In Tennessee, lawmakers passed a new law during a special session in January that requires half of a teacher’s evaluation to be based on student achievement data–a key reform pushed by the Obama administration–as part of an effort to better their chances.
The new law also lifted the state’s cap on the number of charter schools that can open each year and set up a statewide school district specifically for failing schools. The changes were made with input from the Tennessee Education Association (TEA), the teachers’ union.
“This was a unique situation; I think the leadership of the TEA stood up and recognized the importance of what was about to happen, and in these extraordinary times we ought to change the way we do business,” said Tennessee House Democratic Caucus Chairman Mike Turner.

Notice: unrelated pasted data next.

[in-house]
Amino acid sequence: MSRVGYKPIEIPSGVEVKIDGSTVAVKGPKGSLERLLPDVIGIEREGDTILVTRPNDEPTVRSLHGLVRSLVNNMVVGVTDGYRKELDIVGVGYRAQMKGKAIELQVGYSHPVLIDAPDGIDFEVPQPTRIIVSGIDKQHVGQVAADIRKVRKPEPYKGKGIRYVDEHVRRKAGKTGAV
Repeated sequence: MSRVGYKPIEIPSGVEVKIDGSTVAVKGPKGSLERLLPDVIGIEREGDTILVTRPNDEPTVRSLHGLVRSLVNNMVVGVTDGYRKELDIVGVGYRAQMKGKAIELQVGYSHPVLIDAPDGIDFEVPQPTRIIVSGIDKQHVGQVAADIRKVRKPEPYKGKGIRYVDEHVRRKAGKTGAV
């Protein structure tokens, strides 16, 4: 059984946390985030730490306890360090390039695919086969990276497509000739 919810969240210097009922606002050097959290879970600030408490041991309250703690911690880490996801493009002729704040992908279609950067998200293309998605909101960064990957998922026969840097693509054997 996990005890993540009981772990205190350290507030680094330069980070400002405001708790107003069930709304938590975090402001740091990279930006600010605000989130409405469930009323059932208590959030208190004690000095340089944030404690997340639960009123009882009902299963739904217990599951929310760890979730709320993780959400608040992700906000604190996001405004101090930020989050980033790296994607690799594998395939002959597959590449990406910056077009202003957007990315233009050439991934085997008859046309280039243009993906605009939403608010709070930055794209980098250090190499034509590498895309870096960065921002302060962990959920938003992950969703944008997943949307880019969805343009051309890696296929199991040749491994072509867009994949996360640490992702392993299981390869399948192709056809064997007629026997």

The Race to the Top money is part of President Barack Obama’s economic stimulus law, which provided $100 billion for schools. Obama has asked for $1.35 billion in his proposed budget for fiscal 2011 to continue the Race to the Top program and open it to individual school districts.
Some education observers have criticized the competition, saying the administration is out of touch because it is pushing reform at a time when states can barely afford basic necessities and are laying off teachers by the hundreds. Others argue that reforms such as charter schools and basing teach evaluations on student test scores are unfair and are hurting public education. (See “Critics take on high stakes testing accountability.”)
Race to the Top
The Education Trust